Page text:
Understanding human encroachment remains the biggest threat to the world’s rainforests, there’s a handful of lodges that personify sustainable ecotourism at its best. Not to be missed, Sacha Lodge, in Ecuador’s Napo Valley Region fits the bill. Located on a pristine piece of privately owned land and bordering Yasuni National Park, one of the world’s most biologically diverse regions, the lodge is accessible only by navigating the Napo River for 50 miles, hiking inland on an often muddy boardwalk and crossing a scenic lake. Beginning the journey in Quito, Diane and I boarded a 25 minute flight over snow-covered peaks to the small town of Coca where guides met us for the start of a 4 day, 3 night adventure that exceeded our expectations.
Encountering a heavy bout of turbulence, Diane and I fastened our seat belts and sat peacefully as we watched other passengers meandering about the cabin. After 13 years in a post 9/11 world, all Americans understand that full compliance with any instructions by flight attendants and crew members is mandatory, not optional. Oddly enough, not only did nobody listen, several passengers seated in first class wandered back and started conversations with friends seated elsewhere. Realizing Ecuadorians are not Asians, we found it a bit unnerving that an American based airline would allow total disregard for Federal safety rules once out of U.S, airspace.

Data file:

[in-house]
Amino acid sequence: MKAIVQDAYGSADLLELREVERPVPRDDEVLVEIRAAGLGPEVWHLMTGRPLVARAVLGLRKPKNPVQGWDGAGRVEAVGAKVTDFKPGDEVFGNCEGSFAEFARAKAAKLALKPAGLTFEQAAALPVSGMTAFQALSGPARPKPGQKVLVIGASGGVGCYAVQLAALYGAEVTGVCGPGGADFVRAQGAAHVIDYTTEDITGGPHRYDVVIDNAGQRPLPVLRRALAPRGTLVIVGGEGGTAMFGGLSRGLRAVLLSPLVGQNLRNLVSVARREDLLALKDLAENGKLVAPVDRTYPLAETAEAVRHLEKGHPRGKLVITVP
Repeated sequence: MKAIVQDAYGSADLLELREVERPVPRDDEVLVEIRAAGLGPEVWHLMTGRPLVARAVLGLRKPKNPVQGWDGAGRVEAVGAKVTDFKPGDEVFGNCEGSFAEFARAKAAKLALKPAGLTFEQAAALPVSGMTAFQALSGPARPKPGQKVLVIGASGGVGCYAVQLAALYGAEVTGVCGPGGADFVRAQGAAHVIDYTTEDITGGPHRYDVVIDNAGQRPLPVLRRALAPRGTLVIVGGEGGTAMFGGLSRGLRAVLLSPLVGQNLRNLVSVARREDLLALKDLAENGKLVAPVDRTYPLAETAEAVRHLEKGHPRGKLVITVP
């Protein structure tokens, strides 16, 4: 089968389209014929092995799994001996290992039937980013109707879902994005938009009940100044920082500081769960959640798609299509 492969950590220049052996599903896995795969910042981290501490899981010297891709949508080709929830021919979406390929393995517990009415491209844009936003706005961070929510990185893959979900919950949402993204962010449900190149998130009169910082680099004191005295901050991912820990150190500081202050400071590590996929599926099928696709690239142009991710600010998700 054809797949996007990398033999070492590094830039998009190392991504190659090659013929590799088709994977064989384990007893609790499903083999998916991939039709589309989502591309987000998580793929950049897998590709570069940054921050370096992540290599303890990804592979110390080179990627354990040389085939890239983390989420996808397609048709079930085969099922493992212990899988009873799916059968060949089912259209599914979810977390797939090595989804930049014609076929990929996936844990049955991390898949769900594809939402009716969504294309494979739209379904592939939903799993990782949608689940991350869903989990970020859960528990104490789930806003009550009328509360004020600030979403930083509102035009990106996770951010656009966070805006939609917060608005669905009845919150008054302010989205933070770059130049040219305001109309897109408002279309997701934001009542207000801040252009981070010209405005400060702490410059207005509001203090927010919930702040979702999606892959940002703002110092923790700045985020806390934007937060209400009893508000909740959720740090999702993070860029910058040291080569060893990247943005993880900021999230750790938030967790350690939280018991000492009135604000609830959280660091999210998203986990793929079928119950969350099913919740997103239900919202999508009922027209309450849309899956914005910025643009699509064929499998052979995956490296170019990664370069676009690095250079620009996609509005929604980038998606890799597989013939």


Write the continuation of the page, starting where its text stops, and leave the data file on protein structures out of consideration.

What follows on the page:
Nazca Boobies on Genovesa Island in The Galapagos chain
Travelling in November, a relatively empty season for tourism, Diane and I were adventuring to Qutio for the South American leg of our annual Expat Destination Research vacation. Having already gained positive impressions from two trips to Southeast Asia where we engaged in excellent adventures like trekking to a village of Hill people and spending quality time with orangutans, we decided to investigate the reasons behind the hoopla of the hottest expat destination according to Forbes and International Living. Although the mostly local passengers on the plane provided an interesting first impression, all negativity quickly faded after landing. Blessed with mountains, rain forest, beautiful beaches and The Galapagos Islands, Ecuador is one of only a few expat havens with so much to offer in one small country. Continue reading →